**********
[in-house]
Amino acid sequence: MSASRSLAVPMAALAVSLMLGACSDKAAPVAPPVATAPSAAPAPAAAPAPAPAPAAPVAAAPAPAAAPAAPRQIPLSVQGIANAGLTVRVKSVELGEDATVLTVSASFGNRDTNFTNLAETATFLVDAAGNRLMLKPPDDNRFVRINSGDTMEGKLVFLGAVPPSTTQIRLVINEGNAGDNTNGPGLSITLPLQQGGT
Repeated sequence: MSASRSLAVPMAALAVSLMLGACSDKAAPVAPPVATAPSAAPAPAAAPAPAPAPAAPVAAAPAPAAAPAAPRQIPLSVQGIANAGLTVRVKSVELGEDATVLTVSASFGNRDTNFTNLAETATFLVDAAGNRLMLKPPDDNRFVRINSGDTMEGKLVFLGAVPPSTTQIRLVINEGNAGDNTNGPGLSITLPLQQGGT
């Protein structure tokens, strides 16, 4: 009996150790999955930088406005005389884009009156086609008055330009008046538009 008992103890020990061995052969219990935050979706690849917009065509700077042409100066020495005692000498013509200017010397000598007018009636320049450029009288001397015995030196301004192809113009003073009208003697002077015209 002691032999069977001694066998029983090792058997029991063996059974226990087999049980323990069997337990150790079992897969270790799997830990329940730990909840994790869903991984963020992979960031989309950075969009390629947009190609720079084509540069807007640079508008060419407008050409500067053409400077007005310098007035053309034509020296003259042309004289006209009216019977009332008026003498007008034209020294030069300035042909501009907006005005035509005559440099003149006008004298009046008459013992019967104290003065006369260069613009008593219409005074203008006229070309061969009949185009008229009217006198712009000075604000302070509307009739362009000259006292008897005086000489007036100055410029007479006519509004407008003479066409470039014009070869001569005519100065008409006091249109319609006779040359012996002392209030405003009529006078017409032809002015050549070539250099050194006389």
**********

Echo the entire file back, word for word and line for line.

[in-house]
Amino acid sequence: MSASRSLAVPMAALAVSLMLGACSDKAAPVAPPVATAPSAAPAPAAAPAPAPAPAAPVAAAPAPAAAPAAPRQIPLSVQGIANAGLTVRVKSVELGEDATVLTVSASFGNRDTNFTNLAETATFLVDAAGNRLMLKPPDDNRFVRINSGDTMEGKLVFLGAVPPSTTQIRLVINEGNAGDNTNGPGLSITLPLQQGGT
Repeated sequence: MSASRSLAVPMAALAVSLMLGACSDKAAPVAPPVATAPSAAPAPAAAPAPAPAPAAPVAAAPAPAAAPAAPRQIPLSVQGIANAGLTVRVKSVELGEDATVLTVSASFGNRDTNFTNLAETATFLVDAAGNRLMLKPPDDNRFVRINSGDTMEGKLVFLGAVPPSTTQIRLVINEGNAGDNTNGPGLSITLPLQQGGT
């Protein structure tokens, strides 16, 4: 009996150790999955930088406005005389884009009156086609008055330009008046538009 008992103890020990061995052969219990935050979706690849917009065509700077042409100066020495005692000498013509200017010397000598007018009636320049450029009288001397015995030196301004192809113009003073009208003697002077015209 002691032999069977001694066998029983090792058997029991063996059974226990087999049980323990069997337990150790079992897969270790799997830990329940730990909840994790869903991984963020992979960031989309950075969009390629947009190609720079084509540069807007640079508008060419407008050409500067053409400077007005310098007035053309034509020296003259042309004289006209009216019977009332008026003498007008034209020294030069300035042909501009907006005005035509005559440099003149006008004298009046008459013992019967104290003065006369260069613009008593219409005074203008006229070309061969009949185009008229009217006198712009000075604000302070509307009739362009000259006292008897005086000489007036100055410029007479006519509004407008003479066409470039014009070869001569005519100065008409006091249109319609006779040359012996002392209030405003009529006078017409032809002015050549070539250099050194006389």